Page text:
After such a marathon day of walking, traveling, and cutting deals I was feeling pretty dead. Finally around 7:00pm I got everything I asked for from the hotel I had been battling with for the past week whose only prior word uttered was "no", and indulged in a little lap of victory (I literally ran through the office declaring victory…small things in life). Those of us staying at the Denver University dorms (that’s what I said) loaded into vans, hunted down some snacks, and headed to our concrete walled, bunk bed filled, college desked dorm rooms…tomorrow I will try to remember how to iron on a chair.

So after I finish up a few e-mails, give a different hotel a call back (that just called me at 11:45pm) and post this bad boy, I’m going to make my little bunk bed and pass out…tomorrow begins the real work and hopefully more victory laps!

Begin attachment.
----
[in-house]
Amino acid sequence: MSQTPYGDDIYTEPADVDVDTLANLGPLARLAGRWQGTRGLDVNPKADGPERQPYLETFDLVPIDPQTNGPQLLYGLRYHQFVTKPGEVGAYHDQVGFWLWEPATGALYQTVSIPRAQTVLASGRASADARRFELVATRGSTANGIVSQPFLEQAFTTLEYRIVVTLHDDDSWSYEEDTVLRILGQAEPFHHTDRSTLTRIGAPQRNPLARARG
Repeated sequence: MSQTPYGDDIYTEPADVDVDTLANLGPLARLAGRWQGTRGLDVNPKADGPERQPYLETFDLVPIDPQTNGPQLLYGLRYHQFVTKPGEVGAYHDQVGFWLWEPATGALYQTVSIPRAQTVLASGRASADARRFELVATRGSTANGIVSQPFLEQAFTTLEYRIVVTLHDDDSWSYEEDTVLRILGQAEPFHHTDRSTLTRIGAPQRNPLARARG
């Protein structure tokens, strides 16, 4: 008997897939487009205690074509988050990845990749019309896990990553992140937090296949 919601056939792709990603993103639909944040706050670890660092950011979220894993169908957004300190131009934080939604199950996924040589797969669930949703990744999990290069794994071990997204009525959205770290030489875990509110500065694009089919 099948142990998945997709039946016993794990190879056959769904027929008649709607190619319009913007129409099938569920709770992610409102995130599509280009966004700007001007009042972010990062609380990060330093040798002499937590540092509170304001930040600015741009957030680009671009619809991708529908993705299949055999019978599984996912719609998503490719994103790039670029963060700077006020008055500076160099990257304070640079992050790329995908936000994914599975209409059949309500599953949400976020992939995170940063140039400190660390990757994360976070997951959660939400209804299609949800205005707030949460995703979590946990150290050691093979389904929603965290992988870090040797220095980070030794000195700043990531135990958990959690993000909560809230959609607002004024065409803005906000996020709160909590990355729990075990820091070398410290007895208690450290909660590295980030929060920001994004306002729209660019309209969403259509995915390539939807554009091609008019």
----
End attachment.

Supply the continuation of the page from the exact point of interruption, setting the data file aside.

By the way: you can start seeing pictures I post throughout the week at

Saturday, August 2, 2008

Let the games begin

So it is now official. My ticket is purchased and the dates are solidified. I have two more weekends left in DC between now and October 14. I am extremely excited for my travel but am definitely overwhelmed with how much I have to do in my short time left. So here's the schedule:
  • August 8 to Indianapolis for my wonderful mother's 60th birthday
  • August 21-29 to Denver for the Democratic National Convention
  • September 8-October 1 to Uganda for work
  • October 2-11 to Tunisia to visit Margaret and Tanner